AA Amyloidosis (Secondary) AA amyloidosis may occur in the course of a chronic inflammatory disease or chronic infection such as rheumatoid arthritis, familial Mediterranean fever (FMF), osteomyelitis, tuberculosis or inflammatory bowel disease. In the United States, this form of amyloidosis is rarely seen. This is because the medical treatment available for inflammatory diseases and chronic infection keeps them in check thus not triggering the development of AA. AA is much more prevalent in third world countries. The kidneys are the most common organ affected by AA amyloidosis. Progression to dialysis and kidney failure is the common cause of death for AA amyloidosis.
AF Amyloidosis (Familial) As the name implies, this form of amyloidosis can be inherited, is the only form that is hereditary and is not as rare as originally thought. Presence of the disease is due to inheriting an abnormal gene (a mutation) which leads to production of proteins that have the potential of forming amyloid. Symptoms of this disease normally do not present themselves until middle age or later. If a particular person has the mutated gene, each of their children has a 50% chance of inheriting the mutation. Not all people with one of the mutations will necessarily get sick. Some individuals only develop a small amount of amyloid in their body and some people may not accumulate any amyloid at all.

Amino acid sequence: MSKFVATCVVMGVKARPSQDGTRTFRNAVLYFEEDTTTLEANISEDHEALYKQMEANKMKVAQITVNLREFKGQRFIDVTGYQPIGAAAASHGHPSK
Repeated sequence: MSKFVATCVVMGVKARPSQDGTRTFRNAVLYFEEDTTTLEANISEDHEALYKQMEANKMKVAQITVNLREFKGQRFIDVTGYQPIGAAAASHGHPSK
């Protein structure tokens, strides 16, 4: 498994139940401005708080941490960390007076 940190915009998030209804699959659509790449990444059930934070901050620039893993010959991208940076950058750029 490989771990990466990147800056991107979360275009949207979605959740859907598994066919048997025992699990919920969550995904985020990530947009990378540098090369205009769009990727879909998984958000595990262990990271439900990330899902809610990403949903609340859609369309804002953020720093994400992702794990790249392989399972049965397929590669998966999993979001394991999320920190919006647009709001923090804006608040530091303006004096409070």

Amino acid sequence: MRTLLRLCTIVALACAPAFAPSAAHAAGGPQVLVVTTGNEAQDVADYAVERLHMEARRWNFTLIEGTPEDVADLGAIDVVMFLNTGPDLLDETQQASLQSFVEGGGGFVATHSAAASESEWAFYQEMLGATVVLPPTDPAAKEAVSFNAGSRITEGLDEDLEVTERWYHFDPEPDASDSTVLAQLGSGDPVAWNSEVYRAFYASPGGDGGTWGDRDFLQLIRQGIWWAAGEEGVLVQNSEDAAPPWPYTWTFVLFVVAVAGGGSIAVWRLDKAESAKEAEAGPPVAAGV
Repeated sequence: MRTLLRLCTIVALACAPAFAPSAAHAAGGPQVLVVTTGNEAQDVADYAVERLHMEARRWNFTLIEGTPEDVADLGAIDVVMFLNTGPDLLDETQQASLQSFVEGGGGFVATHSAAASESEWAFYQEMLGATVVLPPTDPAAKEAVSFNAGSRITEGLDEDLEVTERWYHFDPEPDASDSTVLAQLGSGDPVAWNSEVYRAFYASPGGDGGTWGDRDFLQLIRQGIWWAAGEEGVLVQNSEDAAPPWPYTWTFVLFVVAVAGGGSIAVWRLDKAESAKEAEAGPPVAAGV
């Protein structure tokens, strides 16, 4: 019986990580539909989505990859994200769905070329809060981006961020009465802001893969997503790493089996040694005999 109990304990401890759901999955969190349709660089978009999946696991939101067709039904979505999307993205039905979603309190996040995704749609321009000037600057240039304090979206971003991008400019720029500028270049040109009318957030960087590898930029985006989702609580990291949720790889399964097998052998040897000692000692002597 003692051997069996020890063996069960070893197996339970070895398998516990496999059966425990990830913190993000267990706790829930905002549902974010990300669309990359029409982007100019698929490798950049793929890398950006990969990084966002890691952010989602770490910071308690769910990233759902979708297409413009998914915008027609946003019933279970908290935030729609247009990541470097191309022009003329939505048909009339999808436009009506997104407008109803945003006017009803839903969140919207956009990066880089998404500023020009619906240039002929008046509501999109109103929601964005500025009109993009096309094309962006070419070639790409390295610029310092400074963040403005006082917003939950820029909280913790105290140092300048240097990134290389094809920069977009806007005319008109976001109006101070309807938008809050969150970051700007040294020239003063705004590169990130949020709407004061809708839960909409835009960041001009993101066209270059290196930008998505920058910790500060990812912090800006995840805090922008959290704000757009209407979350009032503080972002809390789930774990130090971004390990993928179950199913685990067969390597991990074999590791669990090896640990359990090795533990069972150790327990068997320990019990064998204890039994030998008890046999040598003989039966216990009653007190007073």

The diagnosis starts with a thorough physical examination and establishment of the patient’s medical history. The symptoms presented will help to determine tests that may be performed.
Monoclonal light chains found in the blood serum or urine by immunofixation electrophoreses (IFE) or free light chain (FLC) assay indicate the precursor protein to AL amyloid may be present. Free light chain assays are only 80-90% sensitive and many facilities do not have them or use them as an initial screening test. Additional testing including a bone marrow biopsy may be required to confirm the presence and nature of the underlying plasma cell disease.
BNP, a hormone produced when the heart is stressed, is measured via a blood test. If elevated, it may indicate heart involvement with amyloid. An echocardiogram may show the thickening of the heart walls, which could also indicate cardiac involvement. If urinary protein levels are markedly elevated, it may indicate kidney involvement with amyloid Elevated alkaline phosphatase is an indicator of possible liver involvement with amyloid. As some of these tests are indicators of several forms of the disease it is important that the results be reviewed in conjunction with all the other test results to assure a proper diagnosis and not be looked at alone.